Campaign ads in a special election for state Senate in the moderate, suburban 26th District of Pierce and Kitsap counties are competing to portray both candidates as extremists.
The claims sometimes get skewed when the ads target Sen. Nathan Schlicher and Rep. Jan Angel on the budget.
Mail attacks targeting Schlicher have repeatedly criticized the Gig Harbor Democrat’s budget votes, including a supposed vote for $900 million in taxes.
The $900 million tax figure is cited in mail pieces from the state Republican Party, the Good Government Leadership Council funded by Senate Republicans, and pro-business Enterprise Washington.
An ad with a picture of a stethoscope is typical of the attacks on the emergency room doctor.
“What’s Senator Nathan Schlicher’s prescription for Washington?” the Good Government Leadership Council asks. “Taxes and spending we can’t afford.”
“When Democrat Schlicher had a chance to vote for a no-new-taxes budget that included $1 billion in extra education funding, he voted ‘no’ in favor of a budget that would require a $900 million tax increase.”
The same mailer says he voted for “$160 million in new death taxes on married couples” and “$325 million in increased spending.”
Several other ads, including a TV spot, make the $325 million claim, although one mailer actually raises the figure by a thousand times, to “$325 billion.”
Schlicher counter-attacks in an ad saying Angel’s accusations are misleading because he and Angel “voted for the exact same budget.”
The ad quotes a Kitsap Sun article that seems on its face to back up that claim: “Some of the advertising criticizes Schlicher for his votes on the budget, which he said was odd, because Angel voted the same way he did. Angel said that was true on the overall budget.”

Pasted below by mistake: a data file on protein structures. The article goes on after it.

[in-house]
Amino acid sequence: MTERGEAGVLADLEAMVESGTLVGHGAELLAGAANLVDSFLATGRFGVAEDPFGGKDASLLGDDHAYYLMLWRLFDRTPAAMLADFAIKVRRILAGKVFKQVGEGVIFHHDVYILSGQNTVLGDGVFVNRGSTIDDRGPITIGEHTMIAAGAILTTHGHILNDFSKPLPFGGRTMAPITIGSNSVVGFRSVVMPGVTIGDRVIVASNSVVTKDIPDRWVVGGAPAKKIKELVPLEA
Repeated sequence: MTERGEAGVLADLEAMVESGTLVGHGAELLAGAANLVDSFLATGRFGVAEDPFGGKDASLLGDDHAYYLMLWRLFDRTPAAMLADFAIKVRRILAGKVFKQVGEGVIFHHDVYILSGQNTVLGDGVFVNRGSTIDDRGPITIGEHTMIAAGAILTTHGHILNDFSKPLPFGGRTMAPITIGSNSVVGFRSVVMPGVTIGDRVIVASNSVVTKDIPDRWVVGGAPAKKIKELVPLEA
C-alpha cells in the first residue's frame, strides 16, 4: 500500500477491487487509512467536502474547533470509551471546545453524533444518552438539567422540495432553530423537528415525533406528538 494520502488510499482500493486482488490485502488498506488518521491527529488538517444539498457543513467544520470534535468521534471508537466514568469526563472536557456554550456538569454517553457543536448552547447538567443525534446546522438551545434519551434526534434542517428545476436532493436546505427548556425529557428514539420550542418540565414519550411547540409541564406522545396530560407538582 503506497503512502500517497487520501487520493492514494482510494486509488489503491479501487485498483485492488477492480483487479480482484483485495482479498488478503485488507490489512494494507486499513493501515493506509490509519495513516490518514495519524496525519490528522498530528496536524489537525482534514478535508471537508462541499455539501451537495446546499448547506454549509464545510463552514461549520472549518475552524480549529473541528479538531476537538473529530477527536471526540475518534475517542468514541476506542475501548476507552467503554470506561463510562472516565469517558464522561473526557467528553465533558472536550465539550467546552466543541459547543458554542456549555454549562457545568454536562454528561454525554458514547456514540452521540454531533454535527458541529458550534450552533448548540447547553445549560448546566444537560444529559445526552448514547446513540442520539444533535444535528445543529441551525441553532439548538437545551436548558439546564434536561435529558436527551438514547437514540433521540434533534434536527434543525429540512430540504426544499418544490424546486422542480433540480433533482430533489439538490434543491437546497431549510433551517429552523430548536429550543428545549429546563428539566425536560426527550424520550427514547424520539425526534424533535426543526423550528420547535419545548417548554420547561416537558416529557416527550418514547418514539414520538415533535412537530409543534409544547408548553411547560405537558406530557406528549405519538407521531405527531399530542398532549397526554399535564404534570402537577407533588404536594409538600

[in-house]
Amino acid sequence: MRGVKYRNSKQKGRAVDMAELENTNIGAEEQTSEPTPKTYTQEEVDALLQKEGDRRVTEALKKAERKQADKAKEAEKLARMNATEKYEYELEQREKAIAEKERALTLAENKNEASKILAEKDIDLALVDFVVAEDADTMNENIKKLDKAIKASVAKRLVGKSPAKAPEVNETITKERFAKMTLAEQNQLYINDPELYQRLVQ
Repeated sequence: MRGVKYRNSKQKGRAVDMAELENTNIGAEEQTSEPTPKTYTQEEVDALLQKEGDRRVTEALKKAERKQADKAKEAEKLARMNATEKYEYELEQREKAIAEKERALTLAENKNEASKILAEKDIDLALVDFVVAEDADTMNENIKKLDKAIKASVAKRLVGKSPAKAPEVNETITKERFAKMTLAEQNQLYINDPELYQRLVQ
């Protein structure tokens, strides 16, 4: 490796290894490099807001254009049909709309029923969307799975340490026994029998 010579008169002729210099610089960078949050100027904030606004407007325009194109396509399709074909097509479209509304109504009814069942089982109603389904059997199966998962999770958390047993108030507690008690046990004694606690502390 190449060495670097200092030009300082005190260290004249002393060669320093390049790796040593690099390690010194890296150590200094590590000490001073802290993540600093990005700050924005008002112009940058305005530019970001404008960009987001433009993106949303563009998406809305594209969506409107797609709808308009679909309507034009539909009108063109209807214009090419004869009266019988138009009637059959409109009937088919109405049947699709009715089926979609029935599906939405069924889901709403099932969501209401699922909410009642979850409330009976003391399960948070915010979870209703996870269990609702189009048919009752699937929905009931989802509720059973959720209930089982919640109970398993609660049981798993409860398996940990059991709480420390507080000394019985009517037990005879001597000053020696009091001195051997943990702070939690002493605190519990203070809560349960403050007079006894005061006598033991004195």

While Schlicher seeks to blur the lines between the opponents on the budget, his allies aren’t hesitating to attack Angel on the same topic.
Democrats, unions and environmentalists are funding She’s Changed PAC, which sent a mailer targeting the Port Orchard Republican and saying: “When the state Supreme Court mandated action to fund our schools, we had an opportunity to add billions to help struggling school districts without a general tax increase. … Jan Angel voted no.”
It says she also “voted no” on proposals to reduce “the 4th largest class sizes in the nation,” to “prevent insurance companies from denying coverage to children with pre-existing conditions,” and to “close corporate tax loopholes to fund all-day kindergarten in Pierce and Kitsap county school districts.”
It took months of debate in which there were several votes on different versions of the budget, but state lawmakers finally approved a compromise two-year spending plan in June.
It provides a roughly $1 billion increase in basic education spending to try to comply with a court mandate. The plan avoids general tax increases but raises some revenue by ending two tax breaks related to court cases.
Both Schlicher and Angel voted for the final budget.
They did differ on whether to end the two exemptions, on telecommunications companies and wealthy estates. Angel opposed the changes, and she may have had those tax bills in mind when she spoke to the Kitsap Sun about whether their voting records matched up. “Angel said that was true on the overall budget, but not on individual bills that were part of the budget process,” the paper wrote.